NYHAN: Absolutely. I think one problem we've faced over the last four years is the realization that factual contradiction is not enough to move people off of the beliefs they hold. And even challenging the norms of democracy often isn't enough to change people's minds. That's not really how people make up their minds, especially when the parties are as polarized as they are right now, and people's identities are often so closely aligned with which of the two major parties they support. We need facts to constrain and limit our leaders, and we need the public to care about them. We need the public to punish political leaders who will say things that are false and will attack the institutions of our democracy.
GARCIA-NAVARRO: And it just occurs to me, if you're a Trump supporter, you may hear this and suppose it sounds partisan, right? It reminds me a lot of Argentina when it was highly polarized. There was a hard-left government there. Everyone was sorted sort of into pro-government and anti-government camps. And the anti-government-designated people were economists, for example, who disputed the government's invented economic numbers. Has that happened here where simply stating facts that contradict a political narrative makes people believe that you're biased?
NYHAN: That's what I worry about, and I don't know what to say to that point. And facts are facts. The death toll from the coronavirus pandemic - that's just a fact. You know, the result of the election - that's just a fact. You know, saying those truths should not be and cannot be a kind of partisan statement if we're to function. You know, I worry that we're kind of seeing this kind of spreading contamination take place where every knowledge-parsing (ph) institution that challenges people in power becomes attacked. And that's a pattern we have to figure out how to break, although I'm not sure anyone knows how.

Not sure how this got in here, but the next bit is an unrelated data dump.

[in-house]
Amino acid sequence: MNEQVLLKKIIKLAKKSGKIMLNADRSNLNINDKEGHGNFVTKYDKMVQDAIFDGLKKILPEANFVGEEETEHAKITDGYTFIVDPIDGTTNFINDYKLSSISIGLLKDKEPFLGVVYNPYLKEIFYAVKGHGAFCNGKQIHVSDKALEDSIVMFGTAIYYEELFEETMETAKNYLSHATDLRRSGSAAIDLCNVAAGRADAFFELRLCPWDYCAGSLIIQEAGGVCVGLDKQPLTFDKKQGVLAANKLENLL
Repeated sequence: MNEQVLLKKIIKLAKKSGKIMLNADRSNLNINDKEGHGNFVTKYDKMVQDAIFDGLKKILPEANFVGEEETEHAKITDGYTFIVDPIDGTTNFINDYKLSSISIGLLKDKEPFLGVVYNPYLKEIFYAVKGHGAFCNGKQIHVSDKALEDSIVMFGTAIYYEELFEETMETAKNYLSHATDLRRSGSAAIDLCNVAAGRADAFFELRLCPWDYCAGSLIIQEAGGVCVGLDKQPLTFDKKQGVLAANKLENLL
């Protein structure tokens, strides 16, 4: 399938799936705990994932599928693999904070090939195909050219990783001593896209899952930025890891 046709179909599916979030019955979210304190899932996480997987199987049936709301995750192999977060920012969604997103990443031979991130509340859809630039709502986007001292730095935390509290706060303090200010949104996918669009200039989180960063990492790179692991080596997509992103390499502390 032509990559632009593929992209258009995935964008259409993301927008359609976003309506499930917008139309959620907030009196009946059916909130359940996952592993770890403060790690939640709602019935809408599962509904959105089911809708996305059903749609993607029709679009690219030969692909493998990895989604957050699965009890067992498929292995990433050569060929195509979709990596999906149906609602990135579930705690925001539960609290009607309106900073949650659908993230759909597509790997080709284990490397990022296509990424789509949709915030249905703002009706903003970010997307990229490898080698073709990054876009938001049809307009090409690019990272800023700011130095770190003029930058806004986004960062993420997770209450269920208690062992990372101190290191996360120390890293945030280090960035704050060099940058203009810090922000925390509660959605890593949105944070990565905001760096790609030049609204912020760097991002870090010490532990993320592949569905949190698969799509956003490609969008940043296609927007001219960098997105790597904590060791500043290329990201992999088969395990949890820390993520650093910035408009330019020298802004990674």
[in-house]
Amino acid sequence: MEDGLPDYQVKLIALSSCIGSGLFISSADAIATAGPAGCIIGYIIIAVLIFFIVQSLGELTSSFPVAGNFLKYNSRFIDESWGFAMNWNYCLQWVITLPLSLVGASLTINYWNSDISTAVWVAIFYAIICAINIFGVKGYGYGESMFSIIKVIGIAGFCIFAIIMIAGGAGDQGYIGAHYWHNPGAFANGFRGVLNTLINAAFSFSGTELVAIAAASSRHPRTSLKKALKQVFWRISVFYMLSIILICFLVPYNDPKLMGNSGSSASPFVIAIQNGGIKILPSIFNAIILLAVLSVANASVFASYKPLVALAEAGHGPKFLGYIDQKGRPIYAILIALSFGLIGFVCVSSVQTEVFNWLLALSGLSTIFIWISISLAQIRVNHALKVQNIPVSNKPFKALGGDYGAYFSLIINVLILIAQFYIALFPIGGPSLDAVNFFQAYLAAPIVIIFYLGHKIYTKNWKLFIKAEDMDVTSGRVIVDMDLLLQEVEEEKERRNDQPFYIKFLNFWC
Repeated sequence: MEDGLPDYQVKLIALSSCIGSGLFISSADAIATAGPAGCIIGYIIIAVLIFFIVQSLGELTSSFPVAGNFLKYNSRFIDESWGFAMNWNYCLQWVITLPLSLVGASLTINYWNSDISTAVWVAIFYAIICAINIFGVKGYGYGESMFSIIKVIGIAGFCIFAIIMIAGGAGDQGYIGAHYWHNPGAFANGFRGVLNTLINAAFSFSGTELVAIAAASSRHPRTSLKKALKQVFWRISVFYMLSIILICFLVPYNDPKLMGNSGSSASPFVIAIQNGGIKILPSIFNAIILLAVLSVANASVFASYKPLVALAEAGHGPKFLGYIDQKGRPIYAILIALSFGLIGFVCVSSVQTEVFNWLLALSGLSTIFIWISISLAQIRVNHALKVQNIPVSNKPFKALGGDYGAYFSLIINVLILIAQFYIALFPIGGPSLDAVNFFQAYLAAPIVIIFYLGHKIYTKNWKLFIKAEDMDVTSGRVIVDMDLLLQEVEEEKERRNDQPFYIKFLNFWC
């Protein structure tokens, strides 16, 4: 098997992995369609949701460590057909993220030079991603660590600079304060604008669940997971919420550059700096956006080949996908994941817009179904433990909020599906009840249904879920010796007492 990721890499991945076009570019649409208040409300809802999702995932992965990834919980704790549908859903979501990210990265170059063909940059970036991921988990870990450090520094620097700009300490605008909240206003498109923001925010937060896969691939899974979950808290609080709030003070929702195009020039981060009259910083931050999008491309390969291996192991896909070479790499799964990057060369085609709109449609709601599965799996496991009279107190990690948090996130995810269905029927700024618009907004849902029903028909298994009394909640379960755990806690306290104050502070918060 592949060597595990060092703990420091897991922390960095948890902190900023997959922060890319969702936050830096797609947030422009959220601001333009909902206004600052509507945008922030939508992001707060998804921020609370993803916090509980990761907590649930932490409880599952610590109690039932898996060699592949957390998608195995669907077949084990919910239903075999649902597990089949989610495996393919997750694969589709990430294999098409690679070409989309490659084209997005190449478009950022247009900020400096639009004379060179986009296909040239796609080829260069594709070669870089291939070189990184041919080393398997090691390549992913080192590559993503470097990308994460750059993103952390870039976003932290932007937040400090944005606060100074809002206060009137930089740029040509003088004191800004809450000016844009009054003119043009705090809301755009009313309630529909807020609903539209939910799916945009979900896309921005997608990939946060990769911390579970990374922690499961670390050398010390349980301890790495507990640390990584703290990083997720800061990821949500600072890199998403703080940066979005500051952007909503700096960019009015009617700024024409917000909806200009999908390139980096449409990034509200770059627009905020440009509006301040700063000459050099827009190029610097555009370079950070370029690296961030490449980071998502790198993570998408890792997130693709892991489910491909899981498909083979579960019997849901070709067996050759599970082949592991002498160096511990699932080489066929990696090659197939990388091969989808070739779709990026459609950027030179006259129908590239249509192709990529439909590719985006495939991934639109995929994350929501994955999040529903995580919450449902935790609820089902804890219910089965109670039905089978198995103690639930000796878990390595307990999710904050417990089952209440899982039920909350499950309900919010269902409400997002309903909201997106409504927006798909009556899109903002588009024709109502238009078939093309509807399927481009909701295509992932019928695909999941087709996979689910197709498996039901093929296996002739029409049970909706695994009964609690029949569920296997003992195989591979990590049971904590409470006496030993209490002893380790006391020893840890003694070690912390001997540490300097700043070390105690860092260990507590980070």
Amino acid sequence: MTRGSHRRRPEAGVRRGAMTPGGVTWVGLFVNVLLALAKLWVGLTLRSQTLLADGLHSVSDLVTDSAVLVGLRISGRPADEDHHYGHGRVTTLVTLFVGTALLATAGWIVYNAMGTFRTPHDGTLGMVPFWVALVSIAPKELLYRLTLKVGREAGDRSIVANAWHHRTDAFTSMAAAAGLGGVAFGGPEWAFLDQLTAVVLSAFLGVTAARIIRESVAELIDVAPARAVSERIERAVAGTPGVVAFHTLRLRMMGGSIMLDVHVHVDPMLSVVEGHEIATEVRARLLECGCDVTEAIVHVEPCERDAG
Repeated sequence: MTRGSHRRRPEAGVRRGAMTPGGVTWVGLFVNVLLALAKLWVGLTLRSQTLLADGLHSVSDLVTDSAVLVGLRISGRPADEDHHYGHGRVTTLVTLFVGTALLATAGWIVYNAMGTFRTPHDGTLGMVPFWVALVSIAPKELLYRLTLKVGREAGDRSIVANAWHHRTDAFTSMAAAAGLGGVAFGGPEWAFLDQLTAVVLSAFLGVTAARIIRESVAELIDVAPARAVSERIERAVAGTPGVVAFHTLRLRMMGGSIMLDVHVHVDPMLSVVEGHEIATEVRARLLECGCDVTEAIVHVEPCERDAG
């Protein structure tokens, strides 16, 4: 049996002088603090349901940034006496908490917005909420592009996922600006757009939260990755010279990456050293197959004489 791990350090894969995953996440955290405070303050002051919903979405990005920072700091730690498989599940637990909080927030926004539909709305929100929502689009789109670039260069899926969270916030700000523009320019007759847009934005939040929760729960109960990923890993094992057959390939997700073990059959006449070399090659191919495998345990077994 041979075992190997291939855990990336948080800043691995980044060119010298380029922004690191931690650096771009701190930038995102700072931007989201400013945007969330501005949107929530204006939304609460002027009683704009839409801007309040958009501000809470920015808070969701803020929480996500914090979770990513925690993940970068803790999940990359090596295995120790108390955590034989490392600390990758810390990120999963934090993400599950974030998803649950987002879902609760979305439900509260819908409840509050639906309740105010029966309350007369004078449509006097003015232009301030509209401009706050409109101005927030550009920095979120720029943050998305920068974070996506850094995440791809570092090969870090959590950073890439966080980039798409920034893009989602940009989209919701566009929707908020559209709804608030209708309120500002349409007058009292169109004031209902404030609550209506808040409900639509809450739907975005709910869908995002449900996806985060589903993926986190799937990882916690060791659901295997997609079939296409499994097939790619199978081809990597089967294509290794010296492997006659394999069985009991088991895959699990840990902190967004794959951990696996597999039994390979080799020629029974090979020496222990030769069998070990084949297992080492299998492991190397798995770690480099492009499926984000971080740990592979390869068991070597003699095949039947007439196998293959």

GARCIA-NAVARRO: If there isn't a sort of remedy, I guess the question then becomes, is the United States sort of irretrievably broken, as some people contend?
NYHAN: I wouldn't go that far. You know, polarization is a reality. It's not going to go away. We need to figure out how to have institutions that work and how to find some underlying factual basis for us to have those very difficult debates. It's normal to disagree. It's normal for parties to fight. It's not normal to reject the facts in front of us, and it's especially not normal to reject the outcome of an election in a democracy.
GARCIA-NAVARRO: That's Brendan Nyhan from Dartmouth.
Thank you very much.
NYHAN: Thank you. Transcript provided by NPR, Copyright NPR.